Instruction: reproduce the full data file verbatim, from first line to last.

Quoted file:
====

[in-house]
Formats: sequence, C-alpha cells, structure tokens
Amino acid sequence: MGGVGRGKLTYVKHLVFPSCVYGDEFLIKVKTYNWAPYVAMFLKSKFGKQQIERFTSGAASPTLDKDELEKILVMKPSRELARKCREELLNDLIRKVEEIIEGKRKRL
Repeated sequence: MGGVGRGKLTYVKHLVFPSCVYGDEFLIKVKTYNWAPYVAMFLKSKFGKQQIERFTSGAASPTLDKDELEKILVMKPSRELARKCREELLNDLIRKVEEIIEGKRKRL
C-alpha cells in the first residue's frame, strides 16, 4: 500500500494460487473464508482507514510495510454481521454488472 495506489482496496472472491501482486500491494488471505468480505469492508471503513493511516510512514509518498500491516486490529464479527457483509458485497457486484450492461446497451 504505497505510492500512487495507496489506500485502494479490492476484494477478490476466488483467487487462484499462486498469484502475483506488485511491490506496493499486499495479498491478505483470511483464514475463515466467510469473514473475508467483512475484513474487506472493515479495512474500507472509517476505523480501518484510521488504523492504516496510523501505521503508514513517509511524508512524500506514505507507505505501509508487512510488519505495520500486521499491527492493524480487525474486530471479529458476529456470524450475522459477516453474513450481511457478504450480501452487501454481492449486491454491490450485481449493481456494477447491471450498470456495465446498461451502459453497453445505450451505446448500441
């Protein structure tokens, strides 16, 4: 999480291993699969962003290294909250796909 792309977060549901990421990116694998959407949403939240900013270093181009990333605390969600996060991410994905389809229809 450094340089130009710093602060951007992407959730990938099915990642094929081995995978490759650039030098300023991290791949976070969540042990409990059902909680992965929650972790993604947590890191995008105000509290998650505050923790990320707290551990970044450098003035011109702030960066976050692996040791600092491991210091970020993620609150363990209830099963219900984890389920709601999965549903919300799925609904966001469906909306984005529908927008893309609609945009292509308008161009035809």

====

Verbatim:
[in-house]
Formats: sequence, C-alpha cells, structure tokens
Amino acid sequence: MGGVGRGKLTYVKHLVFPSCVYGDEFLIKVKTYNWAPYVAMFLKSKFGKQQIERFTSGAASPTLDKDELEKILVMKPSRELARKCREELLNDLIRKVEEIIEGKRKRL
Repeated sequence: MGGVGRGKLTYVKHLVFPSCVYGDEFLIKVKTYNWAPYVAMFLKSKFGKQQIERFTSGAASPTLDKDELEKILVMKPSRELARKCREELLNDLIRKVEEIIEGKRKRL
C-alpha cells in the first residue's frame, strides 16, 4: 500500500494460487473464508482507514510495510454481521454488472 495506489482496496472472491501482486500491494488471505468480505469492508471503513493511516510512514509518498500491516486490529464479527457483509458485497457486484450492461446497451 504505497505510492500512487495507496489506500485502494479490492476484494477478490476466488483467487487462484499462486498469484502475483506488485511491490506496493499486499495479498491478505483470511483464514475463515466467510469473514473475508467483512475484513474487506472493515479495512474500507472509517476505523480501518484510521488504523492504516496510523501505521503508514513517509511524508512524500506514505507507505505501509508487512510488519505495520500486521499491527492493524480487525474486530471479529458476529456470524450475522459477516453474513450481511457478504450480501452487501454481492449486491454491490450485481449493481456494477447491471450498470456495465446498461451502459453497453445505450451505446448500441
């Protein structure tokens, strides 16, 4: 999480291993699969962003290294909250796909 792309977060549901990421990116694998959407949403939240900013270093181009990333605390969600996060991410994905389809229809 450094340089130009710093602060951007992407959730990938099915990642094929081995995978490759650039030098300023991290791949976070969540042990409990059902909680992965929650972790993604947590890191995008105000509290998650505050923790990320707290551990970044450098003035011109702030960066976050692996040791600092491991210091970020993620609150363990209830099963219900984890389920709601999965549903919300799925609904966001469906909306984005529908927008893309609609945009292509308008161009035809």